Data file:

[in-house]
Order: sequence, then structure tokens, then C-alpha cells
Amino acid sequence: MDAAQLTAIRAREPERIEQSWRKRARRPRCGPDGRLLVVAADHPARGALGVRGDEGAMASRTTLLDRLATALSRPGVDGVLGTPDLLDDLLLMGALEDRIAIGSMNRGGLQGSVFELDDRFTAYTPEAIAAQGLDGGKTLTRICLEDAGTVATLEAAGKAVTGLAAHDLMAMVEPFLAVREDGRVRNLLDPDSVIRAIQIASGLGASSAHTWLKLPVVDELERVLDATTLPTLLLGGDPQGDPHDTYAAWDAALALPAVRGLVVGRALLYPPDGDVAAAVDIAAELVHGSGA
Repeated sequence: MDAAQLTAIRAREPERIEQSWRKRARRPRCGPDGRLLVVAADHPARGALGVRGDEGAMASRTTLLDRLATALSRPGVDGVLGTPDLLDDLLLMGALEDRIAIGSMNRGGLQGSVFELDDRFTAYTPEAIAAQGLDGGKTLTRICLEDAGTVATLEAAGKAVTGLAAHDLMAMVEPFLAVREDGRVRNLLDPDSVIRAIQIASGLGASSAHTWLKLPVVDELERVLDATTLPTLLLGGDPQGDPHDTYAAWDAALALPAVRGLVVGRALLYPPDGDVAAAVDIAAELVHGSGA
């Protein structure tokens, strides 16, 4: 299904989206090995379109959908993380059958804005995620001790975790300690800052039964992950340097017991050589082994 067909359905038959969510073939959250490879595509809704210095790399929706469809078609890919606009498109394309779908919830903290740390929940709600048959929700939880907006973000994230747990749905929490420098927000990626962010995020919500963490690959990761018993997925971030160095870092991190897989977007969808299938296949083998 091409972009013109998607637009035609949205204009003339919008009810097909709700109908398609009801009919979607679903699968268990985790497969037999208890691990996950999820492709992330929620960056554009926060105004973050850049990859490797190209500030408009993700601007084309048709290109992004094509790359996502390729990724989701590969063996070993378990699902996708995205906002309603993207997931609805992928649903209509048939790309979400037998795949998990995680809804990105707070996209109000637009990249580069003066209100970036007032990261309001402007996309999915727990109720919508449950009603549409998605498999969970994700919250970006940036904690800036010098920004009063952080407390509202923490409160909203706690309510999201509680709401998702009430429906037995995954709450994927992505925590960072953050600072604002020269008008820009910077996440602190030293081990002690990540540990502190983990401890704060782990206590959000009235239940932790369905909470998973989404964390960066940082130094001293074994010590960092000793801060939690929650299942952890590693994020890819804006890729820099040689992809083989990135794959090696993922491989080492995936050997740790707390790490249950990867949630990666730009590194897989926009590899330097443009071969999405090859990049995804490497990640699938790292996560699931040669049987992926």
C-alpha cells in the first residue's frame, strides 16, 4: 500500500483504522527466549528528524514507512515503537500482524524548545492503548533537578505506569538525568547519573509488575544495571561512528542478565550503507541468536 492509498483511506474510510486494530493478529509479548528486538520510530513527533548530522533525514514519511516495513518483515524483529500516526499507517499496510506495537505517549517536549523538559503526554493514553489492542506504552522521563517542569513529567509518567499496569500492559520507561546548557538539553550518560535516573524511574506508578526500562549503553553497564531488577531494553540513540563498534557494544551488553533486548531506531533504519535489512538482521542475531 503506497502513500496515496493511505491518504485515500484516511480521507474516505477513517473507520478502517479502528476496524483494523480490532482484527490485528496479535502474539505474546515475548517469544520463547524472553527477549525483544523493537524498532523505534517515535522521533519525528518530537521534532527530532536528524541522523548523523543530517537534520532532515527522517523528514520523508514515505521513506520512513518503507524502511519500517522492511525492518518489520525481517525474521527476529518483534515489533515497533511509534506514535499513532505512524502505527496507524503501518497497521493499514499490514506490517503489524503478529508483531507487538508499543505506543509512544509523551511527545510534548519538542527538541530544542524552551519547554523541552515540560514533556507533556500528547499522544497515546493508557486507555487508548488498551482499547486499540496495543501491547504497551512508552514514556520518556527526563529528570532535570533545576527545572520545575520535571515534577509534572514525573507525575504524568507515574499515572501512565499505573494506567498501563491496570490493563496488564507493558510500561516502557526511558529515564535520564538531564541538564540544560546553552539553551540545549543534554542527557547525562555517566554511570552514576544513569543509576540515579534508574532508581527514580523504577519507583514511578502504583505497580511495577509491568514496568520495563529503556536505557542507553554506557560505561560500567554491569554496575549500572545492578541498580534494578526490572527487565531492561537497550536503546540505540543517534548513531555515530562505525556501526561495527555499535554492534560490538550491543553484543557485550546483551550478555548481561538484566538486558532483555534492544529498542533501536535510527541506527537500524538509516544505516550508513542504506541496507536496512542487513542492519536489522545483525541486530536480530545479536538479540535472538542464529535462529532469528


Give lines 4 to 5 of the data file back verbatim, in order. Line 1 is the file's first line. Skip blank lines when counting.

Repeated sequence: MDAAQLTAIRAREPERIEQSWRKRARRPRCGPDGRLLVVAADHPARGALGVRGDEGAMASRTTLLDRLATALSRPGVDGVLGTPDLLDDLLLMGALEDRIAIGSMNRGGLQGSVFELDDRFTAYTPEAIAAQGLDGGKTLTRICLEDAGTVATLEAAGKAVTGLAAHDLMAMVEPFLAVREDGRVRNLLDPDSVIRAIQIASGLGASSAHTWLKLPVVDELERVLDATTLPTLLLGGDPQGDPHDTYAAWDAALALPAVRGLVVGRALLYPPDGDVAAAVDIAAELVHGSGA
């Protein structure tokens, strides 16, 4: 299904989206090995379109959908993380059958804005995620001790975790300690800052039964992950340097017991050589082994 067909359905038959969510073939959250490879595509809704210095790399929706469809078609890919606009498109394309779908919830903290740390929940709600048959929700939880907006973000994230747990749905929490420098927000990626962010995020919500963490690959990761018993997925971030160095870092991190897989977007969808299938296949083998 091409972009013109998607637009035609949205204009003339919008009810097909709700109908398609009801009919979607679903699968268990985790497969037999208890691990996950999820492709992330929620960056554009926060105004973050850049990859490797190209500030408009993700601007084309048709290109992004094509790359996502390729990724989701590969063996070993378990699902996708995205906002309603993207997931609805992928649903209509048939790309979400037998795949998990995680809804990105707070996209109000637009990249580069003066209100970036007032990261309001402007996309999915727990109720919508449950009603549409998605498999969970994700919250970006940036904690800036010098920004009063952080407390509202923490409160909203706690309510999201509680709401998702009430429906037995995954709450994927992505925590960072953050600072604002020269008008820009910077996440602190030293081990002690990540540990502190983990401890704060782990206590959000009235239940932790369905909470998973989404964390960066940082130094001293074994010590960092000793801060939690929650299942952890590693994020890819804006890729820099040689992809083989990135794959090696993922491989080492995936050997740790707390790490249950990867949630990666730009590194897989926009590899330097443009071969999405090859990049995804490497990640699938790292996560699931040669049987992926």